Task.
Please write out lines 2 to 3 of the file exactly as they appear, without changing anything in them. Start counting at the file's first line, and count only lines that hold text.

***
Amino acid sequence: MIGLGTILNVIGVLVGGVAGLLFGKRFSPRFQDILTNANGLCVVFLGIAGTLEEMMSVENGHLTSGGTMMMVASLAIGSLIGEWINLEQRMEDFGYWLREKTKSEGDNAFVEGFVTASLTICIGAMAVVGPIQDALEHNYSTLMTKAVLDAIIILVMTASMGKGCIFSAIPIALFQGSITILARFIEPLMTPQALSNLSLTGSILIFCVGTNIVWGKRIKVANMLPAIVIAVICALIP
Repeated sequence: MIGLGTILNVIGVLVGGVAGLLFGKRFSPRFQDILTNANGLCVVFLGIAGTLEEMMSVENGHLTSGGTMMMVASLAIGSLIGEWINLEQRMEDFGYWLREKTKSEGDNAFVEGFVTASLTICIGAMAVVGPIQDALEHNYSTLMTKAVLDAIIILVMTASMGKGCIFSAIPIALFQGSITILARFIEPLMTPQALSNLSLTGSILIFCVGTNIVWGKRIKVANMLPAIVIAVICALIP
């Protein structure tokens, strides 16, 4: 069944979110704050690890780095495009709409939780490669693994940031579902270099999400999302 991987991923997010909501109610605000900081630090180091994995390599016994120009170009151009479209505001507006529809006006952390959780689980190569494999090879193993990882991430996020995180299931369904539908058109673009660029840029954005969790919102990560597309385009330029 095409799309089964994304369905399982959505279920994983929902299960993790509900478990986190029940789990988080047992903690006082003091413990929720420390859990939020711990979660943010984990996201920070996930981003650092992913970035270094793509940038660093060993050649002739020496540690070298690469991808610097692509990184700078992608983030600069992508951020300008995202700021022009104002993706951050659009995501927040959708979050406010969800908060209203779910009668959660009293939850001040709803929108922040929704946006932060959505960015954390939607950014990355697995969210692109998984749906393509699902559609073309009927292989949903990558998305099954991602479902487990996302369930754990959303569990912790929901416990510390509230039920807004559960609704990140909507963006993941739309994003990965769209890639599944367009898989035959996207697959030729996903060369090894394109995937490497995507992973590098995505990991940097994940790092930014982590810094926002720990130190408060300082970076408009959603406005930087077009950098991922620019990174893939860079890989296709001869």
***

Repeated sequence: MIGLGTILNVIGVLVGGVAGLLFGKRFSPRFQDILTNANGLCVVFLGIAGTLEEMMSVENGHLTSGGTMMMVASLAIGSLIGEWINLEQRMEDFGYWLREKTKSEGDNAFVEGFVTASLTICIGAMAVVGPIQDALEHNYSTLMTKAVLDAIIILVMTASMGKGCIFSAIPIALFQGSITILARFIEPLMTPQALSNLSLTGSILIFCVGTNIVWGKRIKVANMLPAIVIAVICALIP
């Protein structure tokens, strides 16, 4: 069944979110704050690890780095495009709409939780490669693994940031579902270099999400999302 991987991923997010909501109610605000900081630090180091994995390599016994120009170009151009479209505001507006529809006006952390959780689980190569494999090879193993990882991430996020995180299931369904539908058109673009660029840029954005969790919102990560597309385009330029 095409799309089964994304369905399982959505279920994983929902299960993790509900478990986190029940789990988080047992903690006082003091413990929720420390859990939020711990979660943010984990996201920070996930981003650092992913970035270094793509940038660093060993050649002739020496540690070298690469991808610097692509990184700078992608983030600069992508951020300008995202700021022009104002993706951050659009995501927040959708979050406010969800908060209203779910009668959660009293939850001040709803929108922040929704946006932060959505960015954390939607950014990355697995969210692109998984749906393509699902559609073309009927292989949903990558998305099954991602479902487990996302369930754990959303569990912790929901416990510390509230039920807004559960609704990140909507963006993941739309994003990965769209890639599944367009898989035959996207697959030729996903060369090894394109995937490497995507992973590098995505990991940097994940790092930014982590810094926002720990130190408060300082970076408009959603406005930087077009950098991922620019990174893939860079890989296709001869």